The total number of incident disability-adjusted life years (DALYs) in those aged 10–24 years was about 236 million, representing 15.5% of total DALYs for all age groups. In real terms, that means that 15.5% of all days lost to death or disability are as a result of adolescent morbidity and mortality. In Australia, the death rate for 12-24 year olds is 37/100,000 (51 for males, 23 for females). Worldwide, adolescent mortality is due to female deaths were caused by maternal conditions (15%), HIV/AIDS & tuberculosis (11%). Traffic accidents account for 14% of male and 5% of female deaths, and 12% of male deaths resulted from violence. A total of 6% of all deaths resulted from suicide.
We know that death is a very crude measure of the health of a population, these numbers are more illustrative of the point that adolescents are by no means ‘bulletproof’! So…
Adolescents live quite varied lives; asking about different aspects & activities will make caring for them and their stay easier! Think about the concrete and the abstract.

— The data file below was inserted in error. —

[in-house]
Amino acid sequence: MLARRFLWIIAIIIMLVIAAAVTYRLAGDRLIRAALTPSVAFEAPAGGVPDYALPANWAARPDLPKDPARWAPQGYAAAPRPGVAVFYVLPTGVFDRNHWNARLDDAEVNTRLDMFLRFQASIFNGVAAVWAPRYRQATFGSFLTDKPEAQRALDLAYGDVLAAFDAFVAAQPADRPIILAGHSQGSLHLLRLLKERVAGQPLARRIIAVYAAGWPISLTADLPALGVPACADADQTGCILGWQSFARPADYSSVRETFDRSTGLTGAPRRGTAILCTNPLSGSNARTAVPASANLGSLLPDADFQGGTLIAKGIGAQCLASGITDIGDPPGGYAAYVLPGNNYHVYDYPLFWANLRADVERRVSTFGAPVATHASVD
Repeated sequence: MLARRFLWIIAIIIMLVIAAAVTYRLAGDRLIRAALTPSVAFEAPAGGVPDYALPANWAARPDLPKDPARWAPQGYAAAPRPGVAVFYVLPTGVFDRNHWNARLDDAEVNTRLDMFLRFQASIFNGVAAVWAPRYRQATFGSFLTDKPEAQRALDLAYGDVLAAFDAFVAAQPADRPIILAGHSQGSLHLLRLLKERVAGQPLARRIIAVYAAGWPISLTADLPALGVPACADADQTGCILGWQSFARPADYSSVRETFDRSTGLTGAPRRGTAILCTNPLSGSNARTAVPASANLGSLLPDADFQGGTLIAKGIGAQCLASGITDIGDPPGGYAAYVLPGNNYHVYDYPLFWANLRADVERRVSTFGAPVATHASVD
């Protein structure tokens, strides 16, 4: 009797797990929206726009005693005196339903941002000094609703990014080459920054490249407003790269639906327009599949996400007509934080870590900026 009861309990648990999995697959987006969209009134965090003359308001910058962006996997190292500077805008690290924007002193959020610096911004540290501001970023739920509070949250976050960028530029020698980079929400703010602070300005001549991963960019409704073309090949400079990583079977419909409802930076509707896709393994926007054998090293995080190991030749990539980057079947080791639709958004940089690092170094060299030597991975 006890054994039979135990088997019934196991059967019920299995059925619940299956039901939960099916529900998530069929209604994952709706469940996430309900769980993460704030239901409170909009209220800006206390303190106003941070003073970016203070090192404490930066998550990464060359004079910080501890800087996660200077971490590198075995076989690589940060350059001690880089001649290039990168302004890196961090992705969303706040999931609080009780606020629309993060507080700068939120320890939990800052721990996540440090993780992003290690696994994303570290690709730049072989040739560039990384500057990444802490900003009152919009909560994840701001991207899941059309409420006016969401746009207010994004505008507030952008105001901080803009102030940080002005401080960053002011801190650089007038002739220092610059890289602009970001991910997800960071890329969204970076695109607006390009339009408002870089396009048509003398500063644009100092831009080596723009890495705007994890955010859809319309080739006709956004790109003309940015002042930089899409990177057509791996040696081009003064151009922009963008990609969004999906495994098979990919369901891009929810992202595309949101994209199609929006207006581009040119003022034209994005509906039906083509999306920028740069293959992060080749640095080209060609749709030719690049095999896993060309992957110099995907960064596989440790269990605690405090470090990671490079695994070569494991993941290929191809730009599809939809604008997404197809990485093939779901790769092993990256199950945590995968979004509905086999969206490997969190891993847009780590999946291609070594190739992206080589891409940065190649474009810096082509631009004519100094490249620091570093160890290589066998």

Physically, they go to school & work, play sports & music, internet & gaming, art, eat & drink, cook, other group activities like Scouts. They might describe these things as “hanging out”, or socialising. Having an awareness of prevailing trends, particularly in internet/app usage can yield surprising changes of attitude!
Adolescents often learn to drive, or try out other risky behaviours, like smoking, alcohol and testing their parents’ limits. It is during adolescence that most people make their first forays into sexual activity and relationships.
They may also have extended responsibilities, such as caring or main financial supporter for their family.
And, in our “mature eyes” we conceptualise all these activities as growing, philosophising, discovery, creativity, experimentation, questioning & survival.
Neinstein describes the tasks and stages of Adolescence;
- Achieving independence from parents
- Adopting peer codes & lifestyles
- Assigning increased importance to body image and accepting one’s body image
- Establishing sexual, ego, vocational and moral identities
Each of these tasks is achieved at various stages of adolescence. These can be divided into early middle and late, with each stage having some key themes;
Early (~10-13 years); Am I normal? The struggle for autonomy commences, comparisons are made with peers and anxieties about body shape and change begin.
Middle (~14-16 years); Who am I? and Where do I belong? The teen has new sexual drive and new cognitive powers. A strong need for privacy begins in this stage.